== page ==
Five law firms for a class of salespeople who settled with
An attorney who was brought on at the beginning to pursue the civil racketeering suit with an expected 75% take of the fees, but who wasn’t fully engaged throughout the suit due to substance abuse issues, will get about $1.5 million, Judge Charles R. Eskridge III said July 16 for the U.S. District Court for the Southern District of Texas.
The attorney, Scott Clearman, sought about half the total fee award after the U.S. Court of Appeals for the Fifth Circuit remanded the case. The appeals court said that Judge Kenneth Hoyt should have conducted a full analysis of the relevant legal factors for determining fee allocations. On remand, Hoyt recused himself and Eskridge conducted the analysis.
An appropriate allocation owes “more to experience, rather than any precise metric of logic or statistics,” Eskridge said. “And in that view, the fee award by Judge Hoyt—who dealt with counsel and this litigation from inception to its conclusion after settlement—was correct.”
Clearman’s bid for half the award “borders on frivolous,” he said.
The fee award is part of a settlement valued at over $46 million that resolved claims that Stream Energy’s Ignite marketing program was an illegal pyramid scheme under the Racketeer Influenced and Corrupt Organizations Act.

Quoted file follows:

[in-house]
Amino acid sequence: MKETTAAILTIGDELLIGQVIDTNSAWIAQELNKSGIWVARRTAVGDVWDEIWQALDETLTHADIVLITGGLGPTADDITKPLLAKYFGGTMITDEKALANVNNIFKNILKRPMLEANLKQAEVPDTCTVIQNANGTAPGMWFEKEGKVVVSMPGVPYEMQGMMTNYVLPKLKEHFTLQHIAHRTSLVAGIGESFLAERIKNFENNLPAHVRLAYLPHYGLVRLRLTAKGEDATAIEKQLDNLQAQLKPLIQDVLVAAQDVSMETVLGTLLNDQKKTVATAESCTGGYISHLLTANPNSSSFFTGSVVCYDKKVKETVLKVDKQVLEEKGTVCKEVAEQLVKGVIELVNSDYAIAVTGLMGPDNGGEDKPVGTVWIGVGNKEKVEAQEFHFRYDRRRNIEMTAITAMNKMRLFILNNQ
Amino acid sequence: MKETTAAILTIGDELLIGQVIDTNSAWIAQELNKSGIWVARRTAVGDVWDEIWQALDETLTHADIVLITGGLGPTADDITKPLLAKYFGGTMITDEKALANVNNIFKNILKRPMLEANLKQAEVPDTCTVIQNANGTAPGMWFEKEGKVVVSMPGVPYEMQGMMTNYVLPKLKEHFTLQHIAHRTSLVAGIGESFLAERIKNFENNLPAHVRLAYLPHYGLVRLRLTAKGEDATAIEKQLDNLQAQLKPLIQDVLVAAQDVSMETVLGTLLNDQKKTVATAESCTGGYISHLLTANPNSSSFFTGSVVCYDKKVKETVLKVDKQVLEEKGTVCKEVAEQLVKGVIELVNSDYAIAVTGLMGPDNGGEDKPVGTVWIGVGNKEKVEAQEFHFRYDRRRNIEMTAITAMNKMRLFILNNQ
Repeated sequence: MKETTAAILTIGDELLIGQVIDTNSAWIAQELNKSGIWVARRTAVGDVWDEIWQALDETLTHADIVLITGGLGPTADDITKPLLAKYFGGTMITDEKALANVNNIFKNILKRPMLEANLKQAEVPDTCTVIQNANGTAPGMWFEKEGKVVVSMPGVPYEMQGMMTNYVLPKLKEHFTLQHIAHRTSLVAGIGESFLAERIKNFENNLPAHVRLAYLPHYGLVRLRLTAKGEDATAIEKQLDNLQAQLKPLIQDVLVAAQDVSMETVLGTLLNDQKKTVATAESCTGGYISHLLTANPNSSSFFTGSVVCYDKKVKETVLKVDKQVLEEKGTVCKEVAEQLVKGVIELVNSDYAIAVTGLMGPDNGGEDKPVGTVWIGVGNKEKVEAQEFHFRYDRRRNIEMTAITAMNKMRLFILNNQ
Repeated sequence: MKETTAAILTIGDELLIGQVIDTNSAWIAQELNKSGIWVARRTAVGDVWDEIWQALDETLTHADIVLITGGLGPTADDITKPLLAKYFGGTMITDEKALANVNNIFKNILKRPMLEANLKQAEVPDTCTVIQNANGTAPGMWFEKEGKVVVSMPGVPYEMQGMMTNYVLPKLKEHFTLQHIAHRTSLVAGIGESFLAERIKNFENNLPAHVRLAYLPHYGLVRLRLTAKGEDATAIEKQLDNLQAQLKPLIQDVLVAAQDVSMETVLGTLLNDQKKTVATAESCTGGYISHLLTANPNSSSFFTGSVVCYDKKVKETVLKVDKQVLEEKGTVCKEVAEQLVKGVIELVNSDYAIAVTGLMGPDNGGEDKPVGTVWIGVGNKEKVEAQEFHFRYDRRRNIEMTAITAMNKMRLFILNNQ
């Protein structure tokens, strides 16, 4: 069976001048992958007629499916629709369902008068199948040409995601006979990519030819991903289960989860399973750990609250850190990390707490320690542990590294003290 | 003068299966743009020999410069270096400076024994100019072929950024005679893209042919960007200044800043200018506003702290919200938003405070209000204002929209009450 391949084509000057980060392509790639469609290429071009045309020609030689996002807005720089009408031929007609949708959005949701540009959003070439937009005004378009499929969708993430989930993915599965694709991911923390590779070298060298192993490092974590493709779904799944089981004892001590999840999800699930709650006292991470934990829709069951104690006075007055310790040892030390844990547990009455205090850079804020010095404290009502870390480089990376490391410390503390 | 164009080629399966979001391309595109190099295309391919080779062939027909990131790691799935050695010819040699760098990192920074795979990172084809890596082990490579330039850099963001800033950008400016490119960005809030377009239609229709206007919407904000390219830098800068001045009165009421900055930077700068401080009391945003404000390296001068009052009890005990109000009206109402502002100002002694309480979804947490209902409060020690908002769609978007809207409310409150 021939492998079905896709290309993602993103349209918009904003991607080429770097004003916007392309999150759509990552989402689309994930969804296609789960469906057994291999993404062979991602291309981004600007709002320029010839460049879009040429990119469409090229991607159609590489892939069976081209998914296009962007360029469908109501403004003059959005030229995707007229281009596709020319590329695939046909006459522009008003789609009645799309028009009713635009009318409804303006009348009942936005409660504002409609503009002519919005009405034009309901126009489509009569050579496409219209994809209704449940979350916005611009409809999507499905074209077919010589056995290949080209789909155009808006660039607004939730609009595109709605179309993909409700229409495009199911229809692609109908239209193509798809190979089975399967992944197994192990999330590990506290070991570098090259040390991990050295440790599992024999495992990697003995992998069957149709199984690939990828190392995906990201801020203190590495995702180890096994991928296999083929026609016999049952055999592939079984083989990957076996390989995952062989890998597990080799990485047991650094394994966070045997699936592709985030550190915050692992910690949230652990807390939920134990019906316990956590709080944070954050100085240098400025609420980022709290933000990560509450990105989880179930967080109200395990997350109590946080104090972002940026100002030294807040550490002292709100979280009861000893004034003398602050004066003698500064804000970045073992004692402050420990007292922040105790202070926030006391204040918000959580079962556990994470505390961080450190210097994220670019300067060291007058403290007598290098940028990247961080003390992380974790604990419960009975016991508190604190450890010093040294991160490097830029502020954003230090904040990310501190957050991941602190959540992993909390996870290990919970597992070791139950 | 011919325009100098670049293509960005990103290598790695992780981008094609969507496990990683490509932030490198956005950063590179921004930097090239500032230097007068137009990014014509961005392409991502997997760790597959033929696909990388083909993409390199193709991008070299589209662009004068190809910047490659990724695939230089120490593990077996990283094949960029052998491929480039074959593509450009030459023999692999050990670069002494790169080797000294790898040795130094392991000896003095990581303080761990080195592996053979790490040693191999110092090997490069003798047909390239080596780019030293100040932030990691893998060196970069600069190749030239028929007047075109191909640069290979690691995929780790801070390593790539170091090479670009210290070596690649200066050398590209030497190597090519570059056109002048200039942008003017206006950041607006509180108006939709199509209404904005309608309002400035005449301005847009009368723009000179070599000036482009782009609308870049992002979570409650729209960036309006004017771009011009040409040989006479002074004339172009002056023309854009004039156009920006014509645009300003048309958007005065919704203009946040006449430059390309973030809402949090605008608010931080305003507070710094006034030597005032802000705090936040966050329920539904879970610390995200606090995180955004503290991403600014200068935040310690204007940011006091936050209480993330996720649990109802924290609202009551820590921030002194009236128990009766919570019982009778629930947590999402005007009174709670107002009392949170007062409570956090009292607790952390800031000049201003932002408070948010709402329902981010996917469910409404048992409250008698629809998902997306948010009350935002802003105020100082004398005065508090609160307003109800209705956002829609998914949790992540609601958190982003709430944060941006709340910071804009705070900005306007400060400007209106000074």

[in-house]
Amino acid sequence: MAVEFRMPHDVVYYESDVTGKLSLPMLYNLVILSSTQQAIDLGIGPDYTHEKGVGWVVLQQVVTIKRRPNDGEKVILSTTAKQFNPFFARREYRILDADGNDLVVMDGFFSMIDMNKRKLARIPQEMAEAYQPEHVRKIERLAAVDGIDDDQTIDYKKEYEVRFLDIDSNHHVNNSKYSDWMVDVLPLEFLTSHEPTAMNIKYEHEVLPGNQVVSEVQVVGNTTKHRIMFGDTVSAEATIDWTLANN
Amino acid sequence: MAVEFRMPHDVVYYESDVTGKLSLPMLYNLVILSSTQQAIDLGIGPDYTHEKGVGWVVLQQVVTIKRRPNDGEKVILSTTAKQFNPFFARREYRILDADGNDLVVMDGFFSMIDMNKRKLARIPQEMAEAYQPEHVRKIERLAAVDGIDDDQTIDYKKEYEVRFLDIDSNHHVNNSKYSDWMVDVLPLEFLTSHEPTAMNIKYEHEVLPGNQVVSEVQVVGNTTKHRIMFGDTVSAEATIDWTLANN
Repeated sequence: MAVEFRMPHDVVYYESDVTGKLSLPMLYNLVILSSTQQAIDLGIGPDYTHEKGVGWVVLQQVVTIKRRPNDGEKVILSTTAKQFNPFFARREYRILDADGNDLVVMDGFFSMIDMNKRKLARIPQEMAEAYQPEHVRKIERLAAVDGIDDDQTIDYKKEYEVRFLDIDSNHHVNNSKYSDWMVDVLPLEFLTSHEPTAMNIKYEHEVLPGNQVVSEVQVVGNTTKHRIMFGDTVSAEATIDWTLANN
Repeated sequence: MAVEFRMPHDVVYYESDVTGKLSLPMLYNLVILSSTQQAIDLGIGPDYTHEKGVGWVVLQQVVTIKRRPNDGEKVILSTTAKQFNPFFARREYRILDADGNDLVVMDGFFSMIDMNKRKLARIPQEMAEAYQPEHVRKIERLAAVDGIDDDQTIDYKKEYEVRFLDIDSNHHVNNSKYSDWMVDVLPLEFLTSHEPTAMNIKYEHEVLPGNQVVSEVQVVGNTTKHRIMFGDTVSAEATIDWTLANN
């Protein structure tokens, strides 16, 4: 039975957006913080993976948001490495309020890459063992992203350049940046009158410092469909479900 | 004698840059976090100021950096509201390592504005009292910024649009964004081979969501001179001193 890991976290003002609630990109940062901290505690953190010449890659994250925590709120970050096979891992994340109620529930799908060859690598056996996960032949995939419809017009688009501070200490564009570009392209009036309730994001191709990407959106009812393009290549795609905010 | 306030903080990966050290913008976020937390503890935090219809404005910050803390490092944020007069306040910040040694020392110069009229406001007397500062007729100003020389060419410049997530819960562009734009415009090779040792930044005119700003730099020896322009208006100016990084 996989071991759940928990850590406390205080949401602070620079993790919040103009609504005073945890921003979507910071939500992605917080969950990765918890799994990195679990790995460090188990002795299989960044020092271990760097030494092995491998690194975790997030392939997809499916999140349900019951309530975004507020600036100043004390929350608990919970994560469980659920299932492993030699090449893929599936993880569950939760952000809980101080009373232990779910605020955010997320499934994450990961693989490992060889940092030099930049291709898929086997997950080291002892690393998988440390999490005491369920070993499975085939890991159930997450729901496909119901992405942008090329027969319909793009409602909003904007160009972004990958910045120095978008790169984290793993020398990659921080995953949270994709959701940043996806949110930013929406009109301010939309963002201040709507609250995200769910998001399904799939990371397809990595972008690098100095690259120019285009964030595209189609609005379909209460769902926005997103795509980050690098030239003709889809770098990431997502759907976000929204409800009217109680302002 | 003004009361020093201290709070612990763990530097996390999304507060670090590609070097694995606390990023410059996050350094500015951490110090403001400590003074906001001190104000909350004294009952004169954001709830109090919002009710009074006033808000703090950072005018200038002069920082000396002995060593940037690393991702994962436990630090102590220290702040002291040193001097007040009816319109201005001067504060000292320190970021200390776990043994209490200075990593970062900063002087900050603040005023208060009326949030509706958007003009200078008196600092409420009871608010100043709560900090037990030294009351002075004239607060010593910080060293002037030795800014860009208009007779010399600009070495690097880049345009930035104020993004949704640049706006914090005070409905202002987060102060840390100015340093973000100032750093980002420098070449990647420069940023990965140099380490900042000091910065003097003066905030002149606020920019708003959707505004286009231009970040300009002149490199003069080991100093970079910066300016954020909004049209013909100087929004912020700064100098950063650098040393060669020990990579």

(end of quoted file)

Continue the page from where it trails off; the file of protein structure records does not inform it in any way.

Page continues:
The en banc Fifth Circuit upheld certification of the suit in 2016 in a groundbreaking decision that lessened the burden on plaintiffs in fraud-based claims under RICO.
After Clearman appealed Hoyt’s allocation and other attorneys cross-appealed, saying Clearman should get less, a Fifth Circuit panel disagreed with the judge’s conclusion that he didn’t have to closely scrutinize the fee award and allocation because no one challenged the size of the award.
Bayko, Prebeg, Faucett & Abbott PLLC; Sommers Schwartz PC; Jeffrey W. Burnett PLLC; Goldstein & Russell PC; and The Clearman Law Firm PLLC represented the plaintiffs and the class.
Gibson, Dunn & Crutcher LLP and Reese Marketos LLP represented the defendants.
The case is Torres v. SGE Mgmt., LLC, 2021 BL 268481, S.D. Tex., No. 4:09-cv-02056, 7/16/21.